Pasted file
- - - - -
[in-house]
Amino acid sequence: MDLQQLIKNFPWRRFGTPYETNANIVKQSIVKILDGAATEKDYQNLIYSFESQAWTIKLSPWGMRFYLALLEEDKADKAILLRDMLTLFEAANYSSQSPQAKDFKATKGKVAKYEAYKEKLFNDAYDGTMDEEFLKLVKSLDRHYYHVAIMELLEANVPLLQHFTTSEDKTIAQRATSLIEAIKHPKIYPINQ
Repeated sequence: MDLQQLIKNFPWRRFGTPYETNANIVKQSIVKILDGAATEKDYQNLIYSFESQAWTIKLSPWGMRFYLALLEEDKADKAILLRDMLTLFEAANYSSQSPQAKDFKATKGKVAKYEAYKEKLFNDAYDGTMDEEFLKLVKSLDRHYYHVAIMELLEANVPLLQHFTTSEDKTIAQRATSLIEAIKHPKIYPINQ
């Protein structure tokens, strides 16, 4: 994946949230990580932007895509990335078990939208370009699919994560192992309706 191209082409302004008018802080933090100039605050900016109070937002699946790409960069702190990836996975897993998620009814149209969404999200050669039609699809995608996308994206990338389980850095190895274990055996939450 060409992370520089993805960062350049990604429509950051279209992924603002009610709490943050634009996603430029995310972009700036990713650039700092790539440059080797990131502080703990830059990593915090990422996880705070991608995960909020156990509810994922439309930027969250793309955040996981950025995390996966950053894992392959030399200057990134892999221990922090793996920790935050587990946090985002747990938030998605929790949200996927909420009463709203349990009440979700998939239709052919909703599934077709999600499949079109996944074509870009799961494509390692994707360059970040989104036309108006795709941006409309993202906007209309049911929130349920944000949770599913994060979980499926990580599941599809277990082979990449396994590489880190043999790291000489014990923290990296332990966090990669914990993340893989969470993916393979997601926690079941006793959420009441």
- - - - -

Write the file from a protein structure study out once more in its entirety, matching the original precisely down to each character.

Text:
[in-house]
Amino acid sequence: MDLQQLIKNFPWRRFGTPYETNANIVKQSIVKILDGAATEKDYQNLIYSFESQAWTIKLSPWGMRFYLALLEEDKADKAILLRDMLTLFEAANYSSQSPQAKDFKATKGKVAKYEAYKEKLFNDAYDGTMDEEFLKLVKSLDRHYYHVAIMELLEANVPLLQHFTTSEDKTIAQRATSLIEAIKHPKIYPINQ
Repeated sequence: MDLQQLIKNFPWRRFGTPYETNANIVKQSIVKILDGAATEKDYQNLIYSFESQAWTIKLSPWGMRFYLALLEEDKADKAILLRDMLTLFEAANYSSQSPQAKDFKATKGKVAKYEAYKEKLFNDAYDGTMDEEFLKLVKSLDRHYYHVAIMELLEANVPLLQHFTTSEDKTIAQRATSLIEAIKHPKIYPINQ
């Protein structure tokens, strides 16, 4: 994946949230990580932007895509990335078990939208370009699919994560192992309706 191209082409302004008018802080933090100039605050900016109070937002699946790409960069702190990836996975897993998620009814149209969404999200050669039609699809995608996308994206990338389980850095190895274990055996939450 060409992370520089993805960062350049990604429509950051279209992924603002009610709490943050634009996603430029995310972009700036990713650039700092790539440059080797990131502080703990830059990593915090990422996880705070991608995960909020156990509810994922439309930027969250793309955040996981950025995390996966950053894992392959030399200057990134892999221990922090793996920790935050587990946090985002747990938030998605929790949200996927909420009463709203349990009440979700998939239709052919909703599934077709999600499949079109996944074509870009799961494509390692994707360059970040989104036309108006795709941006409309993202906007209309049911929130349920944000949770599913994060979980499926990580599941599809277990082979990449396994590489880190043999790291000489014990923290990296332990966090990669914990993340893989969470993916393979997601926690079941006793959420009441």